6. “Put the Commander back in Commander’s Intent,” by Capt. Bill Shafley
“Commanders today are disadvantaged in many ways. We have large staffs and refined processes. Our communications methods create opportunities for over-communicating and are bereft of the right information at the right time for the right decision. Doubling down on putting the commanders back in intent, providing them with the skills necessary to create time and space for thinking and reflection, and deepening our investment in their development will help lay the foundation for successful mission command.”
7. “Marines and Mercenaries: Beware the Irregular Threat in the Littoral,” by Walker Mills
“The Marine Corps needs to be fully cognizant of not just the potential for high-end, major combat operations in the littorals, but also of the irregular threats it may be called to address at any time. The Marine Corps needs to make sure that as it shifts its focus to major combat operations against a peer or near-peer adversary it maintains the capability to counter irregular and asymmetric threats against U.S. interests and allied in the littorals.”
8. “How China has Overtaken Japan in Naval Power and Why It Matters,” by Toshi Yoshihara
“A major reversal of fortunes at sea has gone largely unnoticed. Over the past decade, the Chinese Navy sped past the Japanese maritime service across key measures of material prowess. The trendlines suggest that China will soon permanently displace Japan as the leading regional naval power in Asia. This historic power transition will have repercussions across the Indo-Pacific in the years to come. It behooves policymakers to pay attention to this overlooked but consequential shift in the naval balance between two great seafaring nations.”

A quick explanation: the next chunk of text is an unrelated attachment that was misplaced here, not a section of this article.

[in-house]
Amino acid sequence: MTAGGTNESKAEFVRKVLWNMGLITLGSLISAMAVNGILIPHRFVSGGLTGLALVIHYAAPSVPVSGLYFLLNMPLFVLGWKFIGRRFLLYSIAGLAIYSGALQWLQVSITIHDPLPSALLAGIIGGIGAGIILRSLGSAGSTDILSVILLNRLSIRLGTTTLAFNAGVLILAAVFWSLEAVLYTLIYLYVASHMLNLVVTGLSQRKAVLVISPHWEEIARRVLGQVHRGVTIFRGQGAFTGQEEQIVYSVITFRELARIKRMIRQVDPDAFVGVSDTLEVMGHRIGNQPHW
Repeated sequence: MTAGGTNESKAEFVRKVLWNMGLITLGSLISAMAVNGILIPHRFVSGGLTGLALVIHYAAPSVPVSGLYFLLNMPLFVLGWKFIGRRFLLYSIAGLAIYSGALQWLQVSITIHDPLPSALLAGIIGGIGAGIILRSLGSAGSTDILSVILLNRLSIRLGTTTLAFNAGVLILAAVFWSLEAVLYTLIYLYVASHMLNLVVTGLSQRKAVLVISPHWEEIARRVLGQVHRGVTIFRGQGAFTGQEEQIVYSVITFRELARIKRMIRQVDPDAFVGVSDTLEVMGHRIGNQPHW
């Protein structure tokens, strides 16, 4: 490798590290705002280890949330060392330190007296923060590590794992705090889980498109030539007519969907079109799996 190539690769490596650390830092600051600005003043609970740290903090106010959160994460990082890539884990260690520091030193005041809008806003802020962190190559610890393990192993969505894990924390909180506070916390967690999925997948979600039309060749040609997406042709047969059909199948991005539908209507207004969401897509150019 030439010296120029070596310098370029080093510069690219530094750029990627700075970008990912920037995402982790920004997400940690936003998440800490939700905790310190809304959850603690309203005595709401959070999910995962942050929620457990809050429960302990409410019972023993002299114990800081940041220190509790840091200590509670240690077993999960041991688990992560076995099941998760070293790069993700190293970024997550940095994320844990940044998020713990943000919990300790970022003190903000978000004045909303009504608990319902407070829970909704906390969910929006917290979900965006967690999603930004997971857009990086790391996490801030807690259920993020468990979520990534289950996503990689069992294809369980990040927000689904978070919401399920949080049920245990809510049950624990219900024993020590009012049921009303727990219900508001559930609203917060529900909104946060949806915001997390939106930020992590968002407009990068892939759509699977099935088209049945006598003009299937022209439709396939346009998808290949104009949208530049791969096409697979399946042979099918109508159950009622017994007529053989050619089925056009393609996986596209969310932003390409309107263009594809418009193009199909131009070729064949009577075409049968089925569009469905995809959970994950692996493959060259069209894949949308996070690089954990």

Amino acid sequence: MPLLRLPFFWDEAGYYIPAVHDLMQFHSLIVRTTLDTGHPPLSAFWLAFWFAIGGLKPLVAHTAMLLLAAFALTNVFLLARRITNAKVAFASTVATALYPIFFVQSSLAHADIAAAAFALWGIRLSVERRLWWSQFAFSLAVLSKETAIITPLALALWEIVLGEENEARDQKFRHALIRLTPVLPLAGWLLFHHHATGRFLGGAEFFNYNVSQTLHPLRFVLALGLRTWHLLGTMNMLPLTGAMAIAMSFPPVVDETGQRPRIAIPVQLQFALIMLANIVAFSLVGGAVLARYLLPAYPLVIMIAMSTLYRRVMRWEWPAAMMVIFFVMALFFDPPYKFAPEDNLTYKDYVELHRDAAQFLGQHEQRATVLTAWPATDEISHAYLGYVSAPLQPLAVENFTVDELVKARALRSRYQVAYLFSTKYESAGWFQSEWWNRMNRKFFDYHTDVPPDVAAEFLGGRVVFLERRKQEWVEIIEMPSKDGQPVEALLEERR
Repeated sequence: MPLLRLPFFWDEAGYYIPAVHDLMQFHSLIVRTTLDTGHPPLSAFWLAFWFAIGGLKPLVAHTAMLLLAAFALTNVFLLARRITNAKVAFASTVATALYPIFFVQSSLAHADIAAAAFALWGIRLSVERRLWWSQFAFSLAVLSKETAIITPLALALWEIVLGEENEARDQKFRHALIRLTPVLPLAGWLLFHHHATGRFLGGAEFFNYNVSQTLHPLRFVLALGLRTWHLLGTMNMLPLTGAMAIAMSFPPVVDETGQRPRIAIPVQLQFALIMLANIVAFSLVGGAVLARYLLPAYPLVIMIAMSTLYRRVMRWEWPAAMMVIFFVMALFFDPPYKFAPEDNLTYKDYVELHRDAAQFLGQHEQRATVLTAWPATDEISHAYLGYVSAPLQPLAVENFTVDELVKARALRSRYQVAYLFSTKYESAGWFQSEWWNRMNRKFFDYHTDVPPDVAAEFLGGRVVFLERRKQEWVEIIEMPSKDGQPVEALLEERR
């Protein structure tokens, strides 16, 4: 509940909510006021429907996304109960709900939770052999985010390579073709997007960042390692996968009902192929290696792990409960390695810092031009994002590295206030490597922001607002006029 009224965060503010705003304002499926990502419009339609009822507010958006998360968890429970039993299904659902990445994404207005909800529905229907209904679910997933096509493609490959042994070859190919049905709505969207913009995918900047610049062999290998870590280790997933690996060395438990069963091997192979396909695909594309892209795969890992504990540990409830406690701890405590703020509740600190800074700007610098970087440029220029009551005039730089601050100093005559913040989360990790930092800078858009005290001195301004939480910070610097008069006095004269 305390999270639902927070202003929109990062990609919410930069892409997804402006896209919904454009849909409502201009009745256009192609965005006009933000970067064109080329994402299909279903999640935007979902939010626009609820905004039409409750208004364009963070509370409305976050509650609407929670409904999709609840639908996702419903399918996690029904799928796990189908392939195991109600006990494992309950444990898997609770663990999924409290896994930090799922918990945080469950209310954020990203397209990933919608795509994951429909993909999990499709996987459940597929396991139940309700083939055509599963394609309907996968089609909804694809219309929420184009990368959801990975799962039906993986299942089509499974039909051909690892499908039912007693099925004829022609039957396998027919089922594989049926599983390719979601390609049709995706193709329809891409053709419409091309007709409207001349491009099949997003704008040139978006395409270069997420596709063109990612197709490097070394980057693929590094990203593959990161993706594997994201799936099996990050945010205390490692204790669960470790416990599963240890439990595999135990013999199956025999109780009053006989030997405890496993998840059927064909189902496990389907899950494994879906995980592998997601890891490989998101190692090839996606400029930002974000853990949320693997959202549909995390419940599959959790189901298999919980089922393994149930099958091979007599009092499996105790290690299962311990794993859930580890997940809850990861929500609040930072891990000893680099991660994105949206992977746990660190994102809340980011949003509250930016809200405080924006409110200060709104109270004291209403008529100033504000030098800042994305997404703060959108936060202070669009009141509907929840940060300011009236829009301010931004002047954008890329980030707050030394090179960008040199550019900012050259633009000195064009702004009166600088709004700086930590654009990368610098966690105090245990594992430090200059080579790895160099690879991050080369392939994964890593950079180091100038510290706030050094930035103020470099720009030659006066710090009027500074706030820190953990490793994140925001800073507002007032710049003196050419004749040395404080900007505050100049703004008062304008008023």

9. “The Navy’s Perpetual Racism Problem and How to Fix It,” by LCDR Reuben Keith Green, USN (ret.)
“The Chief of Naval Operations has acknowledged that there is racism in the Navy. He needs to go one natural – but painful – step further and acknowledge that you can’t have racism without racists. You can’t have rape without rapists. You can’t have sexual harassment without harassers. You can’t have discrimination without actions, both individual and institutional, that discriminate. You can’t have failed leadership without failed leaders.”
10. “At the Commissioning of the Democratic People’s Republic of Korea Aircraft Carrier Baekdusan,” by JD Work
“The cheers of the crowd were deafening as the sharp prow of the Baekdusan fast carrier (CVL) slid into the dark waters of the protected basin at Sinpo. The adulation may have even carried some genuine enthusiasm by those caught up in the sight of North Korea’s first aircraft carrier officially launching, mixed in of course with mandatory nationalism under compulsion for fear of “encouragement” by watchful political commissars…The oddities of the unusual, algorithmically-derived dark blue pattern were perhaps a fitting metaphor for the long, strange journey that brought this hull to North Korean shores. Bringing a new light carrier into service would be an impressive feat for any naval enterprise, let alone the Korean People’s Navy.”
Dmitry Filipoff is CIMSEC’s Director of Online Content. Contact him at Content@cimsec.org.
Featured Image: INDIAN OCEAN (Jan. 6, 2021)
The aircraft carrier USS Nimitz (CVN 68) steams in the Indian Ocean, Jan. 6, 2020. (U.S. Navy photo by Mass Communication Specialist Seaman Drace Wilson)